Midwest Industrial Funding, Division of Rivera Lend Lease,inc., Plaintiff-appellee, v. First National Bank of Lockport F/k/a Heritage Firstnational Bank of Lockport, Defendant-appellant, 973 F.2d 534 (7th Cir. 1992)Annotate this Case
Argued April 17, 1992. Decided Aug. 21, 1992
Robert P. Zapinski (argued), Robert L. Graham, Jeffrey L. Elegant, Jenner & Block, Chicago, Ill., for plaintiff-appellee.
Martin W. Salzman, Eric S. Rein, Schwartz, Cooper, Kolb & Gaynor, Chicago, Ill., Timothy J. Rathbun, Gary S. Mueller (argued), McKeown, Fitzgerald, Zollner, Buck, Hutchison & Ruttle, Joliet, Ill., for defendant-appellant.
Before POSNER and KANNE, Circuit Judges, and WOOD, Jr., Senior Circuit Judge.
KANNE, Circuit Judge.
As the district court recognized, the transactions at issue in this case are relatively straightforward. Plaintiff-appellee Midwest Industrial Funding entered into a funding contract with Complete Service Electric, Inc. Midwest and Complete notified Complete's customers of the funding agreement and advised them to send checks for services rendered to:
Complete Service Electric, Ltd.
c/o Midwest Industrial Funding
17W415 Roosevelt Road
Oakbrook Terrace, IL 60181
Under the notification agreement, it is undisputed that checks were to be made payable solely to Complete.
Eagle Construction Corporation, a customer of Complete, made out four checks in payment for services rendered by Complete. But the checks were made payable to:
Complete Service Ele.
17W412 Roosevelt Rd.
Oakbrook Terrace, IL 60181
The checks were endorsed by Complete, but not by Midwest, and were presented to the defendant-appellee First National Bank of Lockport ("the Bank") for payment. The Bank paid the checks in an amount totalling $53,056.10. Midwest then brought this suit which alleged that the Bank converted the checks by paying them without first obtaining Midwest's endorsement.
Before the district court, both parties moved for summary judgment. Midwest relied upon the then current version of chapter 26, p 3-116 of the Illinois Revised Statutes (also Sec. 3-116 of the Uniform Commercial Code). See ILL.REV.STAT. ch. 26, p 3-116 (Smith-Hurd 1963). That paragraph stated:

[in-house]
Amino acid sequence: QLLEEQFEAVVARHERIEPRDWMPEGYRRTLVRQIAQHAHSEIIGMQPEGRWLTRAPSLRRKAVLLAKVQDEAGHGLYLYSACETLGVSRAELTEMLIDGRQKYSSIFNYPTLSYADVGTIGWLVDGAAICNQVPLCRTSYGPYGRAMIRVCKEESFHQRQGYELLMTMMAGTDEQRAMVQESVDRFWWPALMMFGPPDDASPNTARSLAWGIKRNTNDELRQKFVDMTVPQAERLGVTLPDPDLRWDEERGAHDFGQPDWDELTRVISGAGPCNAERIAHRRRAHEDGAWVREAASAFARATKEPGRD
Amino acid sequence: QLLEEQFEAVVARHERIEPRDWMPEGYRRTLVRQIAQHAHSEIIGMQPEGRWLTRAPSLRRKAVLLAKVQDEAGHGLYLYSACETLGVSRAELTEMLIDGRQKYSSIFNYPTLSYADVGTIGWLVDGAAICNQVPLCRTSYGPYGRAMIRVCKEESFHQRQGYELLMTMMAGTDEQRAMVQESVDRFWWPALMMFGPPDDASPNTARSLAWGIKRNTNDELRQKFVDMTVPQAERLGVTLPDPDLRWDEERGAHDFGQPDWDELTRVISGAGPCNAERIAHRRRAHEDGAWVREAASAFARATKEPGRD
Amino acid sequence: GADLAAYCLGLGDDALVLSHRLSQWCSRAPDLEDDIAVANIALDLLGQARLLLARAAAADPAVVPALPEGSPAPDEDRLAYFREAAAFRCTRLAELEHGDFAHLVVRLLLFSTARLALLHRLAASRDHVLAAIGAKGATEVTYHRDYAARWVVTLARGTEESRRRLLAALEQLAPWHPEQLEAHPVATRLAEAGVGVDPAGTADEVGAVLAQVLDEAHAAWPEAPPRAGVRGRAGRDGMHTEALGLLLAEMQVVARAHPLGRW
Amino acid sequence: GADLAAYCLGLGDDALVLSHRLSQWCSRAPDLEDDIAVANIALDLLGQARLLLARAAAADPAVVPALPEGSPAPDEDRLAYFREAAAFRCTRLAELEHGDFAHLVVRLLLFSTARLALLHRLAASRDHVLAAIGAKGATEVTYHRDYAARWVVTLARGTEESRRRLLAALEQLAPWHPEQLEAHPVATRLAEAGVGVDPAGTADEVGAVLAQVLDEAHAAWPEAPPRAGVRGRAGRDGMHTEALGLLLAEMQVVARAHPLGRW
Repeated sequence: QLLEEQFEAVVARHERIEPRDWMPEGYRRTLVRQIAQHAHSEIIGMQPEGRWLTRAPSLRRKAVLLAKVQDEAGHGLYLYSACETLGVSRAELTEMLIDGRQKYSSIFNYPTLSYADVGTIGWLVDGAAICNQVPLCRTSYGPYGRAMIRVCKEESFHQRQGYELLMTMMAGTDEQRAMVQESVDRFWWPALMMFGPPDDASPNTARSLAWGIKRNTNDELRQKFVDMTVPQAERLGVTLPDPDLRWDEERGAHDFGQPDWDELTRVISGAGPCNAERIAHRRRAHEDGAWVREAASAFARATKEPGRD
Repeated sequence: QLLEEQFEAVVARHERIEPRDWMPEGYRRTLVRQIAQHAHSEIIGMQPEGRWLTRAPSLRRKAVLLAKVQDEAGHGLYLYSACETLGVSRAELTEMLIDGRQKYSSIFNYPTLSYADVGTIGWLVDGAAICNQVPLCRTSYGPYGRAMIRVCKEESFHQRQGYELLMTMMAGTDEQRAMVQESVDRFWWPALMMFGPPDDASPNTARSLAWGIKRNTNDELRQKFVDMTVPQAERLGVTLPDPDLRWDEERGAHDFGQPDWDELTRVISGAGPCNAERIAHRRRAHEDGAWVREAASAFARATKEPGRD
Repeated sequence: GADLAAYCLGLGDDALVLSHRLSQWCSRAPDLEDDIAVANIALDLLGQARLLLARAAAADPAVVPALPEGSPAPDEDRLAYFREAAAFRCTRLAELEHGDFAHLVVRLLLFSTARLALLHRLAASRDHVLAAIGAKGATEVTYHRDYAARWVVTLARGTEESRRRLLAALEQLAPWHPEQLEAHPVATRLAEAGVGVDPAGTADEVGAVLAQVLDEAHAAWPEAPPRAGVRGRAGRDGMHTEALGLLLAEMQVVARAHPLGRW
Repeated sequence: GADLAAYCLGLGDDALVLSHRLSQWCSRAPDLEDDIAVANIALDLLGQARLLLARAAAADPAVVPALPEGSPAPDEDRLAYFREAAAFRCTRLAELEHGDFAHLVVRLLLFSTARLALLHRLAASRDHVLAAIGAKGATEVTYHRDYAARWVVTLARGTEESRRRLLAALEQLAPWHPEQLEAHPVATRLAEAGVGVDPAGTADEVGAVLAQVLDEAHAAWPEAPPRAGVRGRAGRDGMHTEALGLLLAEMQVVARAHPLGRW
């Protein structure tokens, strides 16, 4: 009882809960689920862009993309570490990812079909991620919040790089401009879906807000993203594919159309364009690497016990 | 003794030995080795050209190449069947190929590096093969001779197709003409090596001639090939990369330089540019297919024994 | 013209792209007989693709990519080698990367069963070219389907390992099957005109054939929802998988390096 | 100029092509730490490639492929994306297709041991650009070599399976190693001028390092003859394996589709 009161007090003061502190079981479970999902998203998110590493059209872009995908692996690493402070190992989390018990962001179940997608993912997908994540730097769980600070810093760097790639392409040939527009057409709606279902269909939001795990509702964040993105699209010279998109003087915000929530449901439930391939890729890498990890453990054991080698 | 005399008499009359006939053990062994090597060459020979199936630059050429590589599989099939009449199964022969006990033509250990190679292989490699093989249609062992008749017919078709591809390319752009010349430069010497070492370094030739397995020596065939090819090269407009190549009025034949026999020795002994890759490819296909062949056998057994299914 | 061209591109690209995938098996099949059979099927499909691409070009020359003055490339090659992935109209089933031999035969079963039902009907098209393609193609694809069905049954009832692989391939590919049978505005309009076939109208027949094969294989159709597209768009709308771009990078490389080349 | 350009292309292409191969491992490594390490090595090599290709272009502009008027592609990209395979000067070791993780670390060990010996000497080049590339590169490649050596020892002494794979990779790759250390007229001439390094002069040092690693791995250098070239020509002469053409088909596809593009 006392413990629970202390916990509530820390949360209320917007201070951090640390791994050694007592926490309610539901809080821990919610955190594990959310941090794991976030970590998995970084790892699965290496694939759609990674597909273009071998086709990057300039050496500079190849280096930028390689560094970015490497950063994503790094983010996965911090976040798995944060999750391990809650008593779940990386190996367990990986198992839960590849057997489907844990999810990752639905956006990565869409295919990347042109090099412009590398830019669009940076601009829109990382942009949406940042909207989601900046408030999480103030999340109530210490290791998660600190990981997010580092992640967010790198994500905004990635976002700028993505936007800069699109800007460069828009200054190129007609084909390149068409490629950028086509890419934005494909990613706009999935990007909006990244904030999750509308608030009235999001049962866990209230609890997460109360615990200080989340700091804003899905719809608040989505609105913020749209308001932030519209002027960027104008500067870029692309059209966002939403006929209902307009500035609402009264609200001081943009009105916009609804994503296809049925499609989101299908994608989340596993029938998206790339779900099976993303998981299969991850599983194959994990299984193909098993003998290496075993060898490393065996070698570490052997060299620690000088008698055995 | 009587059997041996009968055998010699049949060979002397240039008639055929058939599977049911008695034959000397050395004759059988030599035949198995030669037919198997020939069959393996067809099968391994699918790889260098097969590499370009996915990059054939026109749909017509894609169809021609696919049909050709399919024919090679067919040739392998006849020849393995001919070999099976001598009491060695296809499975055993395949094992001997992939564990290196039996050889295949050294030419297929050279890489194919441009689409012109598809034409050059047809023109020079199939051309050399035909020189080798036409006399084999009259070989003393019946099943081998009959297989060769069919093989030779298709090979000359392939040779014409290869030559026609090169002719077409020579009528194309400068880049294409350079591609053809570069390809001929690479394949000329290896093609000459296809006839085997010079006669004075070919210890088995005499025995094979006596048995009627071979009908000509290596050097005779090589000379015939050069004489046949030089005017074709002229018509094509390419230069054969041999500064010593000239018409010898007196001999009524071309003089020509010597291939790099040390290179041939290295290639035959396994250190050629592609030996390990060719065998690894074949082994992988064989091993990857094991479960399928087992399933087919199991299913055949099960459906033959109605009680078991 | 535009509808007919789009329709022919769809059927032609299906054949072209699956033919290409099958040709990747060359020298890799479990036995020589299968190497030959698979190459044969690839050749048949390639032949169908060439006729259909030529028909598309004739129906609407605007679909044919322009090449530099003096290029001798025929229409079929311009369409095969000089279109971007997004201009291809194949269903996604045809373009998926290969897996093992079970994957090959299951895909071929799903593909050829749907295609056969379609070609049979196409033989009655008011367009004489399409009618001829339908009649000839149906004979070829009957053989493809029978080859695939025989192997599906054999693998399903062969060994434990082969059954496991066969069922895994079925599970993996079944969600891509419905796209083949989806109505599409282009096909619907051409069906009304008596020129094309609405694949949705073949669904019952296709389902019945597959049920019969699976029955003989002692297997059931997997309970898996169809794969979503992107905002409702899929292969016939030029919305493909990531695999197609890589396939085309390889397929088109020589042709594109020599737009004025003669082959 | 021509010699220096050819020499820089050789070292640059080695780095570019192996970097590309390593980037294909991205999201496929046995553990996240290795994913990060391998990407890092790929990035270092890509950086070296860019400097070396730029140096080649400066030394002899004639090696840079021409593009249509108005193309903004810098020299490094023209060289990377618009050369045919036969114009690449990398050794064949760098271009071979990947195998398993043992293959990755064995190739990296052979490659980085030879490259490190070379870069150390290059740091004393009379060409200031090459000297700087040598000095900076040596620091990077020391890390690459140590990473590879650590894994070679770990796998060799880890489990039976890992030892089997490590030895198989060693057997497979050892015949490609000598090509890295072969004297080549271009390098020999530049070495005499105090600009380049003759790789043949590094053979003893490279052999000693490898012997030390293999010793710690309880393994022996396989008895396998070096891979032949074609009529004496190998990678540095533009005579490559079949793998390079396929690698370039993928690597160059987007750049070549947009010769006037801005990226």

An instrument payable to the order of two or more persons
(a) if in the alternative is payable to any one of them and may be negotiated, discharged or enforced by any of them who has possession of it;
(b) if not in the alternative is payable to all of them and may be negotiated, discharged or enforced only by all of them.
Id. See also (1974) (defendant bank held liable for honoring a cashier's check without endorsement of both payees); (1960) (applying the Uniform Negotiable Instruments Act to reach the same result); (1939); (1920).
Midwest argued that the checks were made payable to two payees, Complete and Midwest; and that the Bank converted the checks by failing to obtain Midwest's endorsement before paying on the checks. The Bank responded that Eagle clearly intended to make the checks payable only to Complete. In support of that argument, the Bank relied upon the notification sent by Midwest and Complete to Complete's customers, under which checks were to be sent to Complete c/o Midwest.
Judge Norgle was unpersuaded by the Bank's argument because the Bank did not contend that it ever received the notification. He found that the notification was irrelevant: " [the Bank] was simply presented with a series of checks with two names as payee. [The Bank] had no reason to treat the checks differently than any other check with two payees." Accordingly, he entered summary judgment in favor of Midwest and against the Bank on the grounds that the checks were made payable to joint payees and that the Bank failed to obtain Midwest's endorsement.